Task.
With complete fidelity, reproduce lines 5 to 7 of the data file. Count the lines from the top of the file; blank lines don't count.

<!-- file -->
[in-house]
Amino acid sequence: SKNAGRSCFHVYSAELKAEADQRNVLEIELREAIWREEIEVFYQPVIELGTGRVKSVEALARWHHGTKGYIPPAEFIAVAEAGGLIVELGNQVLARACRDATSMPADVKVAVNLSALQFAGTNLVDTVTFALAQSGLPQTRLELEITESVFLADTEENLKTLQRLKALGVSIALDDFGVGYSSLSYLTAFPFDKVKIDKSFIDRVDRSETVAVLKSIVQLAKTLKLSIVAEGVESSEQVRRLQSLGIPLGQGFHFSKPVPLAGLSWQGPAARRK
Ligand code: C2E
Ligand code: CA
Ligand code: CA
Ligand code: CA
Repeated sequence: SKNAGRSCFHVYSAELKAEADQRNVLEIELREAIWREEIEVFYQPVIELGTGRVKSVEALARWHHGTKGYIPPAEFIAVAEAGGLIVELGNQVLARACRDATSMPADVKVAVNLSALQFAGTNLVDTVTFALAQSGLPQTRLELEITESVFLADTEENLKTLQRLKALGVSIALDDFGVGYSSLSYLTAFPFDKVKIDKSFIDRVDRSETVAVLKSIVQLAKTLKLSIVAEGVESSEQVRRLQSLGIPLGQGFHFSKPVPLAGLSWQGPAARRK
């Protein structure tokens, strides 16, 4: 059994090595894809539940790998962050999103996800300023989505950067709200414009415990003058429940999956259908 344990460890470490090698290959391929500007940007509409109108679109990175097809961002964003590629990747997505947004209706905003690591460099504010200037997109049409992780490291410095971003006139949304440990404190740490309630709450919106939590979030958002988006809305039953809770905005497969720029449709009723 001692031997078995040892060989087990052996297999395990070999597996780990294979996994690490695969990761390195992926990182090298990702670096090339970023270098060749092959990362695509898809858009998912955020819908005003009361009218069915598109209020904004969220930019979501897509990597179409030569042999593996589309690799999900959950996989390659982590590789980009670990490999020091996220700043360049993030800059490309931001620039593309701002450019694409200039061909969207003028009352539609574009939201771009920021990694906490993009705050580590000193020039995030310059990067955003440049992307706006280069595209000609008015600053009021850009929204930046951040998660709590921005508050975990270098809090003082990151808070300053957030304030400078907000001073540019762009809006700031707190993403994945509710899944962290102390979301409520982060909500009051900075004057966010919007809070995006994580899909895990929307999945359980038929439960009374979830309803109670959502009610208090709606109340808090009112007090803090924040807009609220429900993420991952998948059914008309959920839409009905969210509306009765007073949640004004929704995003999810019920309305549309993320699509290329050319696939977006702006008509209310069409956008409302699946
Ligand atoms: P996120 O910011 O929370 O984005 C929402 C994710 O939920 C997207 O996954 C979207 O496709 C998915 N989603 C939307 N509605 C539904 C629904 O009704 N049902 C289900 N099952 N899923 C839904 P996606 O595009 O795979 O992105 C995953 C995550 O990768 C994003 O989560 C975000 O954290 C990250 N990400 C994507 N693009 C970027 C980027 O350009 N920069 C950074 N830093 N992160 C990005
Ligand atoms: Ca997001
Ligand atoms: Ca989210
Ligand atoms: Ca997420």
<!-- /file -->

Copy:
Ligand code: CA
Ligand code: CA
Repeated sequence: SKNAGRSCFHVYSAELKAEADQRNVLEIELREAIWREEIEVFYQPVIELGTGRVKSVEALARWHHGTKGYIPPAEFIAVAEAGGLIVELGNQVLARACRDATSMPADVKVAVNLSALQFAGTNLVDTVTFALAQSGLPQTRLELEITESVFLADTEENLKTLQRLKALGVSIALDDFGVGYSSLSYLTAFPFDKVKIDKSFIDRVDRSETVAVLKSIVQLAKTLKLSIVAEGVESSEQVRRLQSLGIPLGQGFHFSKPVPLAGLSWQGPAARRK